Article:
The Monastery of St. Elian the Hermit "Whispers of the past and visions of the future"

Part II


Excavations in the Monastery

Excavations began with a stock-take of all the archaeological finds (including fragments of glassware and pottery) and a geophysical survey. The collapse of the church in 1938 was a genuine catastrophe in that it was one of the oldest churches in Quryatein, especially one where holy rites were still performed. However it did lead to the discovery that the church stood on the ruins of an older one from the 17th century, which itself was also built on the foundations of yet another church from the 16th century.

Another key discovery was the frame of a cover of an ammunitions storage chest.

This bore some similarity to the cover of the sarcophagus of the grave of St. Elian, both of them having been constructed from marble. The frontispiece consisted of two discs which were pierced to allow the extraction of holy oil from within the chest. This is since relics from the saints (a piece of bone, a finger or other bodily part) would be placed in the chest and then immersed in oil which was subsequently believed to become blessed.

Behind the western wall of the church were chambers set aside for storage, confirmed by the discovery therein of jars of various sizes. Also, a cemetery for the burial of monks was discovered next to the door of the church. This was discovered accidentally during the course of the dig, as was a structure that appears to have been used as living quarters for the monks. There appear to have been numerous guest chambers for visiting pilgrims needing shelter whilst they performed their devotions. Animal bones were also found, scattered amongst the rooms from calves, lambs and camels, as were several grindstones. Each room contained a fireplace and a collection of pottery and glassware fragments, pots, pans and several coins. There is evidence that ritual slaughter was carried out here, which demonstrates that religious rites were undertaken in the place during the Ottoman and Mamluk periods.

Continued excavation in the courtyard revealed a Byzantine church which would appear to have to been used during different periods of history from the Ayyubid and the Abbasid periods onwards. The discovery of this simple structure symbolised the very spirit of the area and perpetuation of monastic life and religious rites throughout the Byzantine, Abbassid, Ayyubid, Mamluk and even the Ottoman periods, saying a great deal about Christian architecture and religious practice during a period of predominantly Islamic rule.

Most significant was the discovery of a church that ran concurrent with the life of St. Elian in the 4th century A.D. This confirms the accuracy of the 17th and 18th century manuscripts stating that St. Elian was buried in this monastery. Also there is evidence from this period (St. Elian’s tomb and the doorway of the church which dates back to the 17th century A.D.), underlined in the texts carved in stone of the inside of the small monastery door dating back to the 14th century A.D. This text was intended to protect the monks of the time and reaffirms the existence of monastic life in this period. It all clearly confirms that there was indeed an old monastery in Quryatein during the lifetime of holy St. Elian.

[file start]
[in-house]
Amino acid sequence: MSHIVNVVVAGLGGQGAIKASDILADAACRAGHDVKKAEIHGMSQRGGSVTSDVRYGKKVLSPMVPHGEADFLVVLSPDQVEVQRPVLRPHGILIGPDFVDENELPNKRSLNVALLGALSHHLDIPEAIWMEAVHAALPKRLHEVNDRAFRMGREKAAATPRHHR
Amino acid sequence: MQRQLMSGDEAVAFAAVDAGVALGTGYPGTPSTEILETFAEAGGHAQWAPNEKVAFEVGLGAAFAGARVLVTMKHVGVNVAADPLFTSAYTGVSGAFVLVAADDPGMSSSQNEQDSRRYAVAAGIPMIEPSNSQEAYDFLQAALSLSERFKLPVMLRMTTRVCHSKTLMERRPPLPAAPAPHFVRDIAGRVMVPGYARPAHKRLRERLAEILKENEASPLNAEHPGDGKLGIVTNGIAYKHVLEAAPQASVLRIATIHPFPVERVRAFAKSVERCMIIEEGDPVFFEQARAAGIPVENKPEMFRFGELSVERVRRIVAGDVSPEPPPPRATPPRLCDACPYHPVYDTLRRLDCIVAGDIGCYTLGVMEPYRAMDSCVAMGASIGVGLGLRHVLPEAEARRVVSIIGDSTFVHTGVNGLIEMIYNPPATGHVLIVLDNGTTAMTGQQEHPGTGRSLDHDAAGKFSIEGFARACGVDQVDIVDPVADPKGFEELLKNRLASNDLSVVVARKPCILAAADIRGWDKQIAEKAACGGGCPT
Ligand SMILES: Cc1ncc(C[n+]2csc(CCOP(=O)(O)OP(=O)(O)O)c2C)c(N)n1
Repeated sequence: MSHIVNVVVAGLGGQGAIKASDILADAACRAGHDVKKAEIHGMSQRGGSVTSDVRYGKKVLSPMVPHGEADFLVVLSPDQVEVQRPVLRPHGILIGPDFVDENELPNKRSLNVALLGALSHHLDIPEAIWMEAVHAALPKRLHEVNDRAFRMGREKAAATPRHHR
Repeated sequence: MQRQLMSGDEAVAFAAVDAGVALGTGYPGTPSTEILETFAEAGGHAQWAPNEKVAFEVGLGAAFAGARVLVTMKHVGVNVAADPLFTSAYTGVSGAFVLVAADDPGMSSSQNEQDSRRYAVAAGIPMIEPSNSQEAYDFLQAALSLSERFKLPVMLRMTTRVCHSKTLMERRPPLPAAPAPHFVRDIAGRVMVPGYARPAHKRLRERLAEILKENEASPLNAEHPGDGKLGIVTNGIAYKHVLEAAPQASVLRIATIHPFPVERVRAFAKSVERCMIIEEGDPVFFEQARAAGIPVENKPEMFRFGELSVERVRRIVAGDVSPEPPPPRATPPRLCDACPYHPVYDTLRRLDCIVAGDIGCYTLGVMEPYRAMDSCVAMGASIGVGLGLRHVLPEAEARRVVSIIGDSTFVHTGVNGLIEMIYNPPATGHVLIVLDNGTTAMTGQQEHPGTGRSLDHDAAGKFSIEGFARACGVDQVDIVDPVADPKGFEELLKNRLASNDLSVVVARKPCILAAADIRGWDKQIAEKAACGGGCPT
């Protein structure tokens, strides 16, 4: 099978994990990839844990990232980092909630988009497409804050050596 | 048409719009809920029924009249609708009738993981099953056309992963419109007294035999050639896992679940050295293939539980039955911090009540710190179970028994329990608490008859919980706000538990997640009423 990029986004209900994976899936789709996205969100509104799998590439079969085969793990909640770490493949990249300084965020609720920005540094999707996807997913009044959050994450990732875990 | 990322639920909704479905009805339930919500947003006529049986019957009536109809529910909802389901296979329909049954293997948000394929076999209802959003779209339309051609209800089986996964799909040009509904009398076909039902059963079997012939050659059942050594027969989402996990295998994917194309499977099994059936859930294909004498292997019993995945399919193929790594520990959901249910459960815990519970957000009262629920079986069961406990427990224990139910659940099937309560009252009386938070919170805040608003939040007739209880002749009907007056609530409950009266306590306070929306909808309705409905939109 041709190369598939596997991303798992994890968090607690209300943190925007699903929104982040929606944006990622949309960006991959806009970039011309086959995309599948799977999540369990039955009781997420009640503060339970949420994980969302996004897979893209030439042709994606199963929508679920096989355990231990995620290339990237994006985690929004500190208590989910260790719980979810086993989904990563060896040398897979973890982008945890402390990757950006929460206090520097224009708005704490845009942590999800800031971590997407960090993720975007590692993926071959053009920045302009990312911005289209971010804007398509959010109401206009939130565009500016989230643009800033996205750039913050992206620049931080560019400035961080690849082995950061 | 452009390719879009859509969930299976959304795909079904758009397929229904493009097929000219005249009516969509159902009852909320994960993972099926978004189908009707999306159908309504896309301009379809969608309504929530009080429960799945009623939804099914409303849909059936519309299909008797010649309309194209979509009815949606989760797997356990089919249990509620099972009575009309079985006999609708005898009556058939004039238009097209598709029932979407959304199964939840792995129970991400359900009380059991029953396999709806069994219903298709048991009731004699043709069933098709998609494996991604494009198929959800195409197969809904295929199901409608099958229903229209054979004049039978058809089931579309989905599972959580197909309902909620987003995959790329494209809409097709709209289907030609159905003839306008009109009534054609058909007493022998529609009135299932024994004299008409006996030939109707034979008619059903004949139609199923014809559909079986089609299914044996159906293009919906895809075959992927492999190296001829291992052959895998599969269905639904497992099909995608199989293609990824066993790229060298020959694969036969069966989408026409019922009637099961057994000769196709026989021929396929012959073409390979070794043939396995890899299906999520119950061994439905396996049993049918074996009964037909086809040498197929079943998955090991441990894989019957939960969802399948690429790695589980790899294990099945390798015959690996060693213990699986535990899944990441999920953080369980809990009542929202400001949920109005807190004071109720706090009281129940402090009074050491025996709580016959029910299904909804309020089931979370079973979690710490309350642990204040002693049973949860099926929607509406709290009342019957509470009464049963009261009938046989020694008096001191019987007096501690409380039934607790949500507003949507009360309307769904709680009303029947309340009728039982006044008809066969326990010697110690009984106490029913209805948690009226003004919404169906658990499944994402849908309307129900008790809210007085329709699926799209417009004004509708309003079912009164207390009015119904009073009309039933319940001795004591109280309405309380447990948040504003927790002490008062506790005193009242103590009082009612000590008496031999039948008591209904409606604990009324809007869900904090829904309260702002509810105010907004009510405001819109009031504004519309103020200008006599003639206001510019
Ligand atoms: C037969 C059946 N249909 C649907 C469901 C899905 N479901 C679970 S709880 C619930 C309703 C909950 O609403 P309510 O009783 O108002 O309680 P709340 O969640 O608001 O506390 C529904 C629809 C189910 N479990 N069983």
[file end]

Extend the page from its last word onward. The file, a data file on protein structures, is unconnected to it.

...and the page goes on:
Adopted by: Haifaa Mafalani

al-Aqrabiya Cave, one of the most important natural landscapes in Homs

About 13 kms to the west of al-Qusair city in Homs lies al-Aqrabiya Cave  which was discovered 12 years ago while workers were reinforcing al-Bassel Dam.

Chairman of al-Aqrabiya municipality Yousef  Dibo said that the cave, which is one of the most important natural landscapes in the region,  is similar to  Ja'eita cave in Lebanon.

He added that there is a need to put forward a plan to invest the site, provide it with the necessary services and qualify it to be a tourist destination.

Director of Homs Tourism Ahmed Akkash said that a specialized team was sent from al-Baath University to study the site  and renovate it.


Czech site: Syria has always formed a bridge between world civilizations and cultures

Prague, ST- The Czech "OKO" website confirmed that Syria has always formed a bridge between world civilizations and cultures due to its deep historical heritage.

The site indicated in a report that Syrian lands were a bridge between the Mediterranean and Mesopotamian regions, pointing to the establishment of many large cities and commercial centers such as Mari and Palmyra in these two  rich and culturally advanced areas.

The Monastery of St. Elian the Hermit "Whispers of the past and visions of the future"

Part (1)

Syria is widely considered the birthplace of Christianity and boasts a wealth of religious sites which attract tourists from all over the world, including the Convent of Our Lady of Sednaya, the monasteries of Maaloula and the shrine of St. Marun, the patron saint of the Maronite sect. These are of great significance as primary sites of Christian worship. Every day, studies and investigations reveal new sites of interest and one of these is the Monastery of St. Elian the Hermit in Homs.

Situation of Syria’s ruins, archeological sites and museums

Syria's Director General of Antiquities and Museums Dr. Mahmud Hamoud speaks to Syria Times on the situation of Syria’s ruins, looting of archeological sites and museums, the government’s efforts to rebuild and protect the country’s heritage. 

Q: Commenting on the looting of Syria’s antiquities and archeological sites, pre-2011 and after the 2011 crisis in Syria, Dr. Mahmud Hamoud answered:

A: “The international museums of Louvre, Metropolitan and others have looted antiquities form the Arab orient. The Ottoman State was giving licenses to the foreign and European archeological missions to excavate the Syrian cultural monuments. Most of the archeological finds were taken by these missions to their countries’ museums.